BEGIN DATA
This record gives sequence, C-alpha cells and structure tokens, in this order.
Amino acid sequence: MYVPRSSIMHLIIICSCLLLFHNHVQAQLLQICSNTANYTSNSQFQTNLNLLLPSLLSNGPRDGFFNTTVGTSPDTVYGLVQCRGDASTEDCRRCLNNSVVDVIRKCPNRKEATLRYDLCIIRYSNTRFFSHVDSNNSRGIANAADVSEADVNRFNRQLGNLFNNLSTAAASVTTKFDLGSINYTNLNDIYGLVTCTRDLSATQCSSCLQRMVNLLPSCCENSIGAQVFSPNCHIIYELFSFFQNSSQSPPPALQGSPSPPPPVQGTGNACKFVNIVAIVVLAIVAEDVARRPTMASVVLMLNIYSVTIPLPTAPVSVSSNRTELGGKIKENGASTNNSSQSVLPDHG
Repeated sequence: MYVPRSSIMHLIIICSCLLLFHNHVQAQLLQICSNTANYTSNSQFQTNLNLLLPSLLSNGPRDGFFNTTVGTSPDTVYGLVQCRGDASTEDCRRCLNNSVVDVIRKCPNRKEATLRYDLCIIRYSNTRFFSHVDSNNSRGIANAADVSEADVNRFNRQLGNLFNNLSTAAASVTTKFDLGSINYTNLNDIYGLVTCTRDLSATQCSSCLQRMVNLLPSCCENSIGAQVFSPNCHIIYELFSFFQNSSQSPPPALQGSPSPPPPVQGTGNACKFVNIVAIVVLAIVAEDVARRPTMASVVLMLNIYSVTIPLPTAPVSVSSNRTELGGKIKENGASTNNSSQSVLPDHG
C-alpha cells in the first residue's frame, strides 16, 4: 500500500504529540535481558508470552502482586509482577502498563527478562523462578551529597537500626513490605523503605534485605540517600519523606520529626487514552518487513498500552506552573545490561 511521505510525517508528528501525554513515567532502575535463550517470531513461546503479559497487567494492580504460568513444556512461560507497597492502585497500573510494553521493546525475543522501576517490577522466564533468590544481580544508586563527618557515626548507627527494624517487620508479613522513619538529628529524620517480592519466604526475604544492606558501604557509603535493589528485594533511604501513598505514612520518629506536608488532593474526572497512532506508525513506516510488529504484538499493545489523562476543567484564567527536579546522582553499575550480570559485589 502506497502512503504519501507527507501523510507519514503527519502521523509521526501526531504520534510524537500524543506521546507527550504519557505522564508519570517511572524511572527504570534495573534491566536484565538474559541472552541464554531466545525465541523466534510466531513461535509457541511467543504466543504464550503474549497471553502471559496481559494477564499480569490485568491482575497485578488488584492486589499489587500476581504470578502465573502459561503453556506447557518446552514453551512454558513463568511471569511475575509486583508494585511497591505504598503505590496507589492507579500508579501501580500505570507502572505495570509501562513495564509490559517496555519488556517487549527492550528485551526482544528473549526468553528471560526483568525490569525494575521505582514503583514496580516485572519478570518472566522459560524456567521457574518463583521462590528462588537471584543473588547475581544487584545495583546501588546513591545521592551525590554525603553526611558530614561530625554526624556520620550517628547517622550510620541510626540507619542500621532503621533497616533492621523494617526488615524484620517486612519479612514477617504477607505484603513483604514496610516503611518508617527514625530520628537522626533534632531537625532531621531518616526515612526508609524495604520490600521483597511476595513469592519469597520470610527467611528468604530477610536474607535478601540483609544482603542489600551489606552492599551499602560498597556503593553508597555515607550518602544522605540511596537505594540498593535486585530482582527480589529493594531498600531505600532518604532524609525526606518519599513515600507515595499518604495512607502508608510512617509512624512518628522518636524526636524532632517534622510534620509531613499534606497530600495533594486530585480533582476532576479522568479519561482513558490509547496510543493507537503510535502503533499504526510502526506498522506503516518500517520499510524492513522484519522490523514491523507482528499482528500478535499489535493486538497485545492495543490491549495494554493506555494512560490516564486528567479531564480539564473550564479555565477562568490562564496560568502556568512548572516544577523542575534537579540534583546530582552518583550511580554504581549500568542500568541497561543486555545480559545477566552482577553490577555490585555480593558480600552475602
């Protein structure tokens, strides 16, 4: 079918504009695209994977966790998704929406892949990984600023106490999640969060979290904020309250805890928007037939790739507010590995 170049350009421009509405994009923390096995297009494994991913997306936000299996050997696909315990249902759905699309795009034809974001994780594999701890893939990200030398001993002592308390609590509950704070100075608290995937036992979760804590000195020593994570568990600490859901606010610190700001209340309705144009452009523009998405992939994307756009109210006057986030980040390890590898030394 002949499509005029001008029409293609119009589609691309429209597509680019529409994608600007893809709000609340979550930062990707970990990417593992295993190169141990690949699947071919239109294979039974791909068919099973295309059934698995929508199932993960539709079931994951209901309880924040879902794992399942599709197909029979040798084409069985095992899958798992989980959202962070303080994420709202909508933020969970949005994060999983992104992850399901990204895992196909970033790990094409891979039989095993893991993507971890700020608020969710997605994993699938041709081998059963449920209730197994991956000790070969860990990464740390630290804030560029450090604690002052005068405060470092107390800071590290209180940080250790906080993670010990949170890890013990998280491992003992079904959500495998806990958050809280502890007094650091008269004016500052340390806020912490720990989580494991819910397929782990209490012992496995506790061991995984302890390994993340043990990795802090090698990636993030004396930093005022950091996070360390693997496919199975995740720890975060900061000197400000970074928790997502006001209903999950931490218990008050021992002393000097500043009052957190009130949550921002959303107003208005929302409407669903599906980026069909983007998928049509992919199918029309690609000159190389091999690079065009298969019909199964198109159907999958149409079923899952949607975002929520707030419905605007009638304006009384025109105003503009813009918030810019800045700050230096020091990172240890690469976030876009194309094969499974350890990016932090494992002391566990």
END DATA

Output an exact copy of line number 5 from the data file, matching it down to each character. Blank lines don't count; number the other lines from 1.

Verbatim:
């Protein structure tokens, strides 16, 4: 079918504009695209994977966790998704929406892949990984600023106490999640969060979290904020309250805890928007037939790739507010590995 170049350009421009509405994009923390096995297009494994991913997306936000299996050997696909315990249902759905699309795009034809974001994780594999701890893939990200030398001993002592308390609590509950704070100075608290995937036992979760804590000195020593994570568990600490859901606010610190700001209340309705144009452009523009998405992939994307756009109210006057986030980040390890590898030394 002949499509005029001008029409293609119009589609691309429209597509680019529409994608600007893809709000609340979550930062990707970990990417593992295993190169141990690949699947071919239109294979039974791909068919099973295309059934698995929508199932993960539709079931994951209901309880924040879902794992399942599709197909029979040798084409069985095992899958798992989980959202962070303080994420709202909508933020969970949005994060999983992104992850399901990204895992196909970033790990094409891979039989095993893991993507971890700020608020969710997605994993699938041709081998059963449920209730197994991956000790070969860990990464740390630290804030560029450090604690002052005068405060470092107390800071590290209180940080250790906080993670010990949170890890013990998280491992003992079904959500495998806990958050809280502890007094650091008269004016500052340390806020912490720990989580494991819910397929782990209490012992496995506790061991995984302890390994993340043990990795802090090698990636993030004396930093005022950091996070360390693997496919199975995740720890975060900061000197400000970074928790997502006001209903999950931490218990008050021992002393000097500043009052957190009130949550921002959303107003208005929302409407669903599906980026069909983007998928049509992919199918029309690609000159190389091999690079065009298969019909199964198109159907999958149409079923899952949607975002929520707030419905605007009638304006009384025109105003503009813009918030810019800045700050230096020091990172240890690469976030876009194309094969499974350890990016932090494992002391566990």